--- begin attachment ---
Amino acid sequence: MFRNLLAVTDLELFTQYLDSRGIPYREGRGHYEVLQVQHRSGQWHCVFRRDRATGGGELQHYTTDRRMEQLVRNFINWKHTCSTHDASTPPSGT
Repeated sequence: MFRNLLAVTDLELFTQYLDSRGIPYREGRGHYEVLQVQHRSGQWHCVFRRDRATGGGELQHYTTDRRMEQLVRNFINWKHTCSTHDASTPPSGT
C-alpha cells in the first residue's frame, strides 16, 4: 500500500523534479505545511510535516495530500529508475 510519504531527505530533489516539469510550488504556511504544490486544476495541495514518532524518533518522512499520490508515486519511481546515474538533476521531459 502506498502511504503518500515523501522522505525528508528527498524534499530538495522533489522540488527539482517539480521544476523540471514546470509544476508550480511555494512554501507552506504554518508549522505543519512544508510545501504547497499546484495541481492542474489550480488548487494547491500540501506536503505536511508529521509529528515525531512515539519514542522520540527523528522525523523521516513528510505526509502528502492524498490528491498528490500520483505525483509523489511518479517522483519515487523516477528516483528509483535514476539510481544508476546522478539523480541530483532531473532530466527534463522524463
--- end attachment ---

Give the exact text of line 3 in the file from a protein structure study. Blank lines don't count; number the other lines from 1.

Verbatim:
C-alpha cells in the first residue's frame, strides 16, 4: 500500500523534479505545511510535516495530500529508475 510519504531527505530533489516539469510550488504556511504544490486544476495541495514518532524518533518522512499520490508515486519511481546515474538533476521531459 502506498502511504503518500515523501522522505525528508528527498524534499530538495522533489522540488527539482517539480521544476523540471514546470509544476508550480511555494512554501507552506504554518508549522505543519512544508510545501504547497499546484495541481492542474489550480488548487494547491500540501506536503505536511508529521509529528515525531512515539519514542522520540527523528522525523523521516513528510505526509502528502492524498490528491498528490500520483505525483509523489511518479517522483519515487523516477528516483528509483535514476539510481544508476546522478539523480541530483532531473532530466527534463522524463